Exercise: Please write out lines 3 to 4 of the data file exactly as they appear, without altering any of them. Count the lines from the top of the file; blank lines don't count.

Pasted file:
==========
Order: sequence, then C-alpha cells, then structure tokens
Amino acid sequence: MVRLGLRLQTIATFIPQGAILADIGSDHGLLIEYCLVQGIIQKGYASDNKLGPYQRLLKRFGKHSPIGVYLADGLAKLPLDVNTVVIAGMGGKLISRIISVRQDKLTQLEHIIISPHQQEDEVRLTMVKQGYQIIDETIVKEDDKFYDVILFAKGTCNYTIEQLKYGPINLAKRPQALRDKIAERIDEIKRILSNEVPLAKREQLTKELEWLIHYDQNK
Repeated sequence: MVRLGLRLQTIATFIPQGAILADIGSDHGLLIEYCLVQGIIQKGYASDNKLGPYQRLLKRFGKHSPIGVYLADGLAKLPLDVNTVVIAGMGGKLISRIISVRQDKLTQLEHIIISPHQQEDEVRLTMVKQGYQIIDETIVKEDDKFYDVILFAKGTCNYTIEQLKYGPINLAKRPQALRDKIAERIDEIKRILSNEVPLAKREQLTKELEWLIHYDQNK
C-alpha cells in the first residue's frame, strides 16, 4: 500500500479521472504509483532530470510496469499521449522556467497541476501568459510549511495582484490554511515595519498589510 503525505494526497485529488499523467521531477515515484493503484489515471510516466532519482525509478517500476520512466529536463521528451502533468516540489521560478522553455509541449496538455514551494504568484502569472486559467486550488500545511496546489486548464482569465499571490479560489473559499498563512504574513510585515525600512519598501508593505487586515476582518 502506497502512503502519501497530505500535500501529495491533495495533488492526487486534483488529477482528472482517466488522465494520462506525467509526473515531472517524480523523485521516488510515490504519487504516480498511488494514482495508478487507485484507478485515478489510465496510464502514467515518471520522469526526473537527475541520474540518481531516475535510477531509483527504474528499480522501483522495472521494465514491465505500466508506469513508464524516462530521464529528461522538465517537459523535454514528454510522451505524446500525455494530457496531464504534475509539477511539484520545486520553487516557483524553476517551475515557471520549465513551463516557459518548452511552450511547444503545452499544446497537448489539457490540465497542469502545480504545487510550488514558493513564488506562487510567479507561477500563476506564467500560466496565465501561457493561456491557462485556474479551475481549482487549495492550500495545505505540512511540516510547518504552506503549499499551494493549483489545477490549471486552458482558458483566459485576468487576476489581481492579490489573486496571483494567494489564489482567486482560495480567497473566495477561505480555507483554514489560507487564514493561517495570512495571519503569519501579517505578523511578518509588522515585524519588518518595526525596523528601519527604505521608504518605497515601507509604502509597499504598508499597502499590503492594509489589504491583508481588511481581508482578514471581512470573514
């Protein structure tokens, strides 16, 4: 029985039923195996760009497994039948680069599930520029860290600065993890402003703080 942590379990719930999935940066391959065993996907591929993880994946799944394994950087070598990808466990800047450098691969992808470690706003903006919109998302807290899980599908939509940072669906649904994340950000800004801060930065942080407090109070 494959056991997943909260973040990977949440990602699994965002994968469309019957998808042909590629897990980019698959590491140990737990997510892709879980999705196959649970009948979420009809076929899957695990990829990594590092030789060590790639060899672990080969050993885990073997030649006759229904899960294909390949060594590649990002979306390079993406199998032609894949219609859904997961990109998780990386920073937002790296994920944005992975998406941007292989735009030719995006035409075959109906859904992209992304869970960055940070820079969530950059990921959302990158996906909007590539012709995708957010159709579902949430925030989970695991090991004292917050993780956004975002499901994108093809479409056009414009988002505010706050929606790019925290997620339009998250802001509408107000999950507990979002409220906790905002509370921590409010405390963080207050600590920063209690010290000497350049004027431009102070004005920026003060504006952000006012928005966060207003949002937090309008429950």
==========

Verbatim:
Repeated sequence: MVRLGLRLQTIATFIPQGAILADIGSDHGLLIEYCLVQGIIQKGYASDNKLGPYQRLLKRFGKHSPIGVYLADGLAKLPLDVNTVVIAGMGGKLISRIISVRQDKLTQLEHIIISPHQQEDEVRLTMVKQGYQIIDETIVKEDDKFYDVILFAKGTCNYTIEQLKYGPINLAKRPQALRDKIAERIDEIKRILSNEVPLAKREQLTKELEWLIHYDQNK
C-alpha cells in the first residue's frame, strides 16, 4: 500500500479521472504509483532530470510496469499521449522556467497541476501568459510549511495582484490554511515595519498589510 503525505494526497485529488499523467521531477515515484493503484489515471510516466532519482525509478517500476520512466529536463521528451502533468516540489521560478522553455509541449496538455514551494504568484502569472486559467486550488500545511496546489486548464482569465499571490479560489473559499498563512504574513510585515525600512519598501508593505487586515476582518 502506497502512503502519501497530505500535500501529495491533495495533488492526487486534483488529477482528472482517466488522465494520462506525467509526473515531472517524480523523485521516488510515490504519487504516480498511488494514482495508478487507485484507478485515478489510465496510464502514467515518471520522469526526473537527475541520474540518481531516475535510477531509483527504474528499480522501483522495472521494465514491465505500466508506469513508464524516462530521464529528461522538465517537459523535454514528454510522451505524446500525455494530457496531464504534475509539477511539484520545486520553487516557483524553476517551475515557471520549465513551463516557459518548452511552450511547444503545452499544446497537448489539457490540465497542469502545480504545487510550488514558493513564488506562487510567479507561477500563476506564467500560466496565465501561457493561456491557462485556474479551475481549482487549495492550500495545505505540512511540516510547518504552506503549499499551494493549483489545477490549471486552458482558458483566459485576468487576476489581481492579490489573486496571483494567494489564489482567486482560495480567497473566495477561505480555507483554514489560507487564514493561517495570512495571519503569519501579517505578523511578518509588522515585524519588518518595526525596523528601519527604505521608504518605497515601507509604502509597499504598508499597502499590503492594509489589504491583508481588511481581508482578514471581512470573514